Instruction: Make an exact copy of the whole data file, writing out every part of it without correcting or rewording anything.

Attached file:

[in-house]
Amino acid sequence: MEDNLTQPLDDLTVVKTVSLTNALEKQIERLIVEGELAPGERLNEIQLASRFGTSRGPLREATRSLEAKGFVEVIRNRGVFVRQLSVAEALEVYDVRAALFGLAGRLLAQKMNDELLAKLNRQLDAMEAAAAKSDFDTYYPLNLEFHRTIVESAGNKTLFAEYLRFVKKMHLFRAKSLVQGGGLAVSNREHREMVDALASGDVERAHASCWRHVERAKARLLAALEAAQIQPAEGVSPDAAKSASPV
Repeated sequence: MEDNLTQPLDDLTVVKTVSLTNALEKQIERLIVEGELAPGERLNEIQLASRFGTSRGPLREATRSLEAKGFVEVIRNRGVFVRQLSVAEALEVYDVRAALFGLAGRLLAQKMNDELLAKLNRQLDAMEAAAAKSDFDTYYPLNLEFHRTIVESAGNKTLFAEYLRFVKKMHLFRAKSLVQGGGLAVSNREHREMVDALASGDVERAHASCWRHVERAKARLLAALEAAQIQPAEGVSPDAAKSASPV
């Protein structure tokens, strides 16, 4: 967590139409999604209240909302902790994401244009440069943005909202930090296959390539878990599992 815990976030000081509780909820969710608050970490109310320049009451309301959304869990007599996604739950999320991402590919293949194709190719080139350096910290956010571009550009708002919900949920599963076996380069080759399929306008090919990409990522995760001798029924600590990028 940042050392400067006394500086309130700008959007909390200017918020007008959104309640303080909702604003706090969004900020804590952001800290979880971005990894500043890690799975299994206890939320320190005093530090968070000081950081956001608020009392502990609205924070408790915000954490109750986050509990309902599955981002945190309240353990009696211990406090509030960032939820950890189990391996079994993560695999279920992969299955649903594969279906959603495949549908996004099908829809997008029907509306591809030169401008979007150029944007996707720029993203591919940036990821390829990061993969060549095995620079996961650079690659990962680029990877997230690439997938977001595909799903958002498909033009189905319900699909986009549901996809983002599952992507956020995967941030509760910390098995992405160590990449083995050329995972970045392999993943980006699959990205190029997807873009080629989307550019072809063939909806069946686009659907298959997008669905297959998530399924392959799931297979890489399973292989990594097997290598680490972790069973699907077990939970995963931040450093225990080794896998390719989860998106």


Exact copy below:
[in-house]
Amino acid sequence: MEDNLTQPLDDLTVVKTVSLTNALEKQIERLIVEGELAPGERLNEIQLASRFGTSRGPLREATRSLEAKGFVEVIRNRGVFVRQLSVAEALEVYDVRAALFGLAGRLLAQKMNDELLAKLNRQLDAMEAAAAKSDFDTYYPLNLEFHRTIVESAGNKTLFAEYLRFVKKMHLFRAKSLVQGGGLAVSNREHREMVDALASGDVERAHASCWRHVERAKARLLAALEAAQIQPAEGVSPDAAKSASPV
Repeated sequence: MEDNLTQPLDDLTVVKTVSLTNALEKQIERLIVEGELAPGERLNEIQLASRFGTSRGPLREATRSLEAKGFVEVIRNRGVFVRQLSVAEALEVYDVRAALFGLAGRLLAQKMNDELLAKLNRQLDAMEAAAAKSDFDTYYPLNLEFHRTIVESAGNKTLFAEYLRFVKKMHLFRAKSLVQGGGLAVSNREHREMVDALASGDVERAHASCWRHVERAKARLLAALEAAQIQPAEGVSPDAAKSASPV
């Protein structure tokens, strides 16, 4: 967590139409999604209240909302902790994401244009440069943005909202930090296959390539878990599992 815990976030000081509780909820969710608050970490109310320049009451309301959304869990007599996604739950999320991402590919293949194709190719080139350096910290956010571009550009708002919900949920599963076996380069080759399929306008090919990409990522995760001798029924600590990028 940042050392400067006394500086309130700008959007909390200017918020007008959104309640303080909702604003706090969004900020804590952001800290979880971005990894500043890690799975299994206890939320320190005093530090968070000081950081956001608020009392502990609205924070408790915000954490109750986050509990309902599955981002945190309240353990009696211990406090509030960032939820950890189990391996079994993560695999279920992969299955649903594969279906959603495949549908996004099908829809997008029907509306591809030169401008979007150029944007996707720029993203591919940036990821390829990061993969060549095995620079996961650079690659990962680029990877997230690439997938977001595909799903958002498909033009189905319900699909986009549901996809983002599952992507956020995967941030509760910390098995992405160590990449083995050329995972970045392999993943980006699959990205190029997807873009080629989307550019072809063939909806069946686009659907298959997008669905297959998530399924392959799931297979890489399973292989990594097997290598680490972790069973699907077990939970995963931040450093225990080794896998390719989860998106």